Many doctors and observers claim that the “in the field” – that is, among real-life patients - side effects are more prevalent than clinical trial results predict. A study of US patients who were prescribed statins, called the Understanding Statin Use in America and Gaps in Education (USAGE) found that muscle-related side effects were reported by 60% of former and 25% of current users. Self-reporting by patients is notoriously unreliable though, and people who quit statins may be using side effects as a reason when the actual cause was more complex.
Inflammation and Painful Muscles
Most cases of myalgia are due to sprains and strains, but there can be any of a number of causes. Myalgia is considered a known and usually not significant side effect of statin use. Much bodily pain is due to inflammation and that’s why anti-inflammatory drugs are useful for alleviating pain. Aspirin, ibuprofen, etc. reduce inflammation and are called anti-inflammatories. Statins also have anti-inflammatory properties, so whatever the causes of this muscle pain are, they are probably not due to inflammation.
Why do some people experience muscle problems and some don't? Scientists found that a gene involved in the encoding for glycine aminotransferase (GATM) – part of the energy generation system in cellular mitochondria – affects whether a person is susceptible to statin-induced myopathy. GATM is involved with synthesis of creatine, a key factor in providing skeletal muscles with energy.
Does this help anyone or is it purely interesting science? Well, it shows a biological underpinning for the myopathy and that people who have it are not just hypochondriacs. A company called Sage Bionetworks may be working on an assay to quickly determine whether someone has this gene variant, although there is no guarantee an inexpensive and fast marker test will be found.
Response to Myopathy
Simple weakness is usually brushed off by doctors and the patients are told they should live with it. Weakness may be a reason people stop using their statins. In a recent study scientists gave people who had never taken a statin high dosages of atorvastatin for six months. No reduction in strength was found. The people in the study who took the statins could exercise at the same intensity as those who took placebos. However, scientists did detect higher rates of myalgia in the statin patients. And the statin patients had higher levels of the muscle breakdown product creatine.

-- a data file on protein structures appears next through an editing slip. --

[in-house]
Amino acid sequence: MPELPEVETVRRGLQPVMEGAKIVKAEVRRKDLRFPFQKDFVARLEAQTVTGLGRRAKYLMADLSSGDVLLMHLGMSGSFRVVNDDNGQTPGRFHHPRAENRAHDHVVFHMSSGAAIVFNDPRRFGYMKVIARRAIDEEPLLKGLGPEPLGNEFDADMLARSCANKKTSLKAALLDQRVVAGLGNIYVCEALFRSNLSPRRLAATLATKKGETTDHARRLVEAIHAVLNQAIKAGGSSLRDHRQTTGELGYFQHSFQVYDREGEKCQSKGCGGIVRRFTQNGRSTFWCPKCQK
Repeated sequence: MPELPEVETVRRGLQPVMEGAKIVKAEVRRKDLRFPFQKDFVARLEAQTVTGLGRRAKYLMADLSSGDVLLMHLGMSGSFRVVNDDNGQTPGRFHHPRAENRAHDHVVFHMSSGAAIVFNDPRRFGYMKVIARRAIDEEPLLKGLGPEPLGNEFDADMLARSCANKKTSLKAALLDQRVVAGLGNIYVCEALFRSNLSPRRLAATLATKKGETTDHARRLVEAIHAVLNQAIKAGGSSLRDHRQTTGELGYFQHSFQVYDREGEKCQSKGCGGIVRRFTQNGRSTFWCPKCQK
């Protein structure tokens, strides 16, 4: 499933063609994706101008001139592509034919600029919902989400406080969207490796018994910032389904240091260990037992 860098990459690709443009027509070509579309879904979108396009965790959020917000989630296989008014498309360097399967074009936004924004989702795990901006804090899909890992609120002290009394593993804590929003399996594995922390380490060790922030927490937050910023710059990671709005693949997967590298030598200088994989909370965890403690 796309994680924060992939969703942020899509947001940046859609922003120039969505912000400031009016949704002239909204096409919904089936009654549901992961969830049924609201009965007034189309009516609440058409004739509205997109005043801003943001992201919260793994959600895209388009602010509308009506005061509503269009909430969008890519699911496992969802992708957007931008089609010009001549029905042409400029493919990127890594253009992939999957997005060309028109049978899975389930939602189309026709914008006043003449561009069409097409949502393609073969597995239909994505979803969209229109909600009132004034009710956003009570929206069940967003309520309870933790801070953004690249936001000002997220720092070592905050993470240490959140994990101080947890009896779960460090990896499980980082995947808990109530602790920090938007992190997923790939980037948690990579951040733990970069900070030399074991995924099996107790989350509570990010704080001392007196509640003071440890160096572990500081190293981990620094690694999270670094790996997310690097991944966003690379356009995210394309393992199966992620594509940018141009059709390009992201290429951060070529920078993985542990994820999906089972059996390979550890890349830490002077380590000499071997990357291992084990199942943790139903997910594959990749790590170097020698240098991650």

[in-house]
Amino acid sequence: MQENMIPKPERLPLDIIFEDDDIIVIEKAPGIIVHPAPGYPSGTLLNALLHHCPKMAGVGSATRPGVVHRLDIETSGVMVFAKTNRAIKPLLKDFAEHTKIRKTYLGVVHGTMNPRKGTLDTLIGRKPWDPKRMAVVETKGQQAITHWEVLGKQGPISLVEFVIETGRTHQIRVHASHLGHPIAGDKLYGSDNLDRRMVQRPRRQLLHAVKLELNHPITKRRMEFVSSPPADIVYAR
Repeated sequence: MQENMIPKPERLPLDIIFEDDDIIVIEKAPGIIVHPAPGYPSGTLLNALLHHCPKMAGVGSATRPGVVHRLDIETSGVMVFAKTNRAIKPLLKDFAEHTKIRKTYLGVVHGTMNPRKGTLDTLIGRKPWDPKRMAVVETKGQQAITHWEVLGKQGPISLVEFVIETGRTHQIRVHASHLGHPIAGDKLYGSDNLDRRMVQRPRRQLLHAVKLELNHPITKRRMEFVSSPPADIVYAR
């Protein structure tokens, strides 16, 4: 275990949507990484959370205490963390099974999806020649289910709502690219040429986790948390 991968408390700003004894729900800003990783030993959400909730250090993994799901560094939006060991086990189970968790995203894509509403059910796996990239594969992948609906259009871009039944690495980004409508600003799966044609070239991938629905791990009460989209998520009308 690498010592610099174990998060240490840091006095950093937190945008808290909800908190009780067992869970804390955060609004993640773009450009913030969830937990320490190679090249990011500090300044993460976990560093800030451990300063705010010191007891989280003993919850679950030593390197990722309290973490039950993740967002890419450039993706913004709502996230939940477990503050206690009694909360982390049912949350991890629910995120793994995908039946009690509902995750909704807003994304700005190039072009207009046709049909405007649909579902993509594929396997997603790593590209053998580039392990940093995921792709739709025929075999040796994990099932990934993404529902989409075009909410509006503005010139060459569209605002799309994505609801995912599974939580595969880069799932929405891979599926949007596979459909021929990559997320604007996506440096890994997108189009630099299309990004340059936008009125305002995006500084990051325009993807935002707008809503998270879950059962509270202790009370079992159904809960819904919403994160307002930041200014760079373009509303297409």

Nevertheless many doctors take their patients complaints seriously and also take the risk of cardiovascular disease seriously enough that they want to keep the patients in some sort of control therapy. Rather than simply stopping statins, maybe a better strategy is to switch to a therapy that does not cause muscle problems. Duke University doctors report niacin and bile acid sequestrants are not associated with myopathy. Whether they are as effective as statins in controlling cholesterol levels is another question. Fibrates are used to treat cholesterol problems but they people who have myopathy from statins often get it from fibrates, too. There has been some testing on the use of the dietary supplements Coenzyme Q and Vitamin D as a means to mitigate myopathy. While some efficacy was found, the trials were too small for doctors to base a credible routine prescription of these supplements for this purpose.